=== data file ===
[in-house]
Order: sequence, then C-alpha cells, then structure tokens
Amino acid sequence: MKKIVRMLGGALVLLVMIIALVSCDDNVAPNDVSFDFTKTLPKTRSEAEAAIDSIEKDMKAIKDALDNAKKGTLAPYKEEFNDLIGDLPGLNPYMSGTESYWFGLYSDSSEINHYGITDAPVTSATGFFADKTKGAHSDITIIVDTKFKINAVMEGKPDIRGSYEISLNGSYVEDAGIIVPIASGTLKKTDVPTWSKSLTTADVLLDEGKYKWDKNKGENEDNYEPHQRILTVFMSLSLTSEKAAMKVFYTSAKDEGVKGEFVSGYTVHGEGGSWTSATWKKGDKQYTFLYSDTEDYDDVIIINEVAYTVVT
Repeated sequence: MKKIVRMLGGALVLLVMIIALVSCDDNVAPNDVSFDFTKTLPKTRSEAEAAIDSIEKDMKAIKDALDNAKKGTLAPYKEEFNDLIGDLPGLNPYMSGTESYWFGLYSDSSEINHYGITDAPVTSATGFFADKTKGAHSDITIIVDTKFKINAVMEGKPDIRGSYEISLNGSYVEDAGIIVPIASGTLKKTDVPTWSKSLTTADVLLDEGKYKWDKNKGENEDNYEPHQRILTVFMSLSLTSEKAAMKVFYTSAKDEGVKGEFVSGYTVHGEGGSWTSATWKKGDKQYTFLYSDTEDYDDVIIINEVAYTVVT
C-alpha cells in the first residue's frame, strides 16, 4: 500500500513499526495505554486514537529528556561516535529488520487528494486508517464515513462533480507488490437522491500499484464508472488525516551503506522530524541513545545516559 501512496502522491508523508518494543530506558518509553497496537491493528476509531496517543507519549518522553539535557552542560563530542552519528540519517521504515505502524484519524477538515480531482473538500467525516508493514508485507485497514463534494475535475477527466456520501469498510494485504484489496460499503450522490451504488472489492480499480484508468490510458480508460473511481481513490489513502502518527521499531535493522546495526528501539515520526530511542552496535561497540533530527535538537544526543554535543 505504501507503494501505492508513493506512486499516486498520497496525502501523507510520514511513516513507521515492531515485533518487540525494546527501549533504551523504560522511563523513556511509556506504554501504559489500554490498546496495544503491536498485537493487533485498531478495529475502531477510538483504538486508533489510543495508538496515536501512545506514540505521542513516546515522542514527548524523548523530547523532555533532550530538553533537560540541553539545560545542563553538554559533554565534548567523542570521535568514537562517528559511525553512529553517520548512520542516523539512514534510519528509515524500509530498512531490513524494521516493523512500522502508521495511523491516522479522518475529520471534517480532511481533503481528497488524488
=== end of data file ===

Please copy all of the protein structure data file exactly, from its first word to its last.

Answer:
[in-house]
Order: sequence, then C-alpha cells, then structure tokens
Amino acid sequence: MKKIVRMLGGALVLLVMIIALVSCDDNVAPNDVSFDFTKTLPKTRSEAEAAIDSIEKDMKAIKDALDNAKKGTLAPYKEEFNDLIGDLPGLNPYMSGTESYWFGLYSDSSEINHYGITDAPVTSATGFFADKTKGAHSDITIIVDTKFKINAVMEGKPDIRGSYEISLNGSYVEDAGIIVPIASGTLKKTDVPTWSKSLTTADVLLDEGKYKWDKNKGENEDNYEPHQRILTVFMSLSLTSEKAAMKVFYTSAKDEGVKGEFVSGYTVHGEGGSWTSATWKKGDKQYTFLYSDTEDYDDVIIINEVAYTVVT
Repeated sequence: MKKIVRMLGGALVLLVMIIALVSCDDNVAPNDVSFDFTKTLPKTRSEAEAAIDSIEKDMKAIKDALDNAKKGTLAPYKEEFNDLIGDLPGLNPYMSGTESYWFGLYSDSSEINHYGITDAPVTSATGFFADKTKGAHSDITIIVDTKFKINAVMEGKPDIRGSYEISLNGSYVEDAGIIVPIASGTLKKTDVPTWSKSLTTADVLLDEGKYKWDKNKGENEDNYEPHQRILTVFMSLSLTSEKAAMKVFYTSAKDEGVKGEFVSGYTVHGEGGSWTSATWKKGDKQYTFLYSDTEDYDDVIIINEVAYTVVT
C-alpha cells in the first residue's frame, strides 16, 4: 500500500513499526495505554486514537529528556561516535529488520487528494486508517464515513462533480507488490437522491500499484464508472488525516551503506522530524541513545545516559 501512496502522491508523508518494543530506558518509553497496537491493528476509531496517543507519549518522553539535557552542560563530542552519528540519517521504515505502524484519524477538515480531482473538500467525516508493514508485507485497514463534494475535475477527466456520501469498510494485504484489496460499503450522490451504488472489492480499480484508468490510458480508460473511481481513490489513502502518527521499531535493522546495526528501539515520526530511542552496535561497540533530527535538537544526543554535543 505504501507503494501505492508513493506512486499516486498520497496525502501523507510520514511513516513507521515492531515485533518487540525494546527501549533504551523504560522511563523513556511509556506504554501504559489500554490498546496495544503491536498485537493487533485498531478495529475502531477510538483504538486508533489510543495508538496515536501512545506514540505521542513516546515522542514527548524523548523530547523532555533532550530538553533537560540541553539545560545542563553538554559533554565534548567523542570521535568514537562517528559511525553512529553517520548512520542516523539512514534510519528509515524500509530498512531490513524494521516493523512500522502508521495511523491516522479522518475529520471534517480532511481533503481528497488524488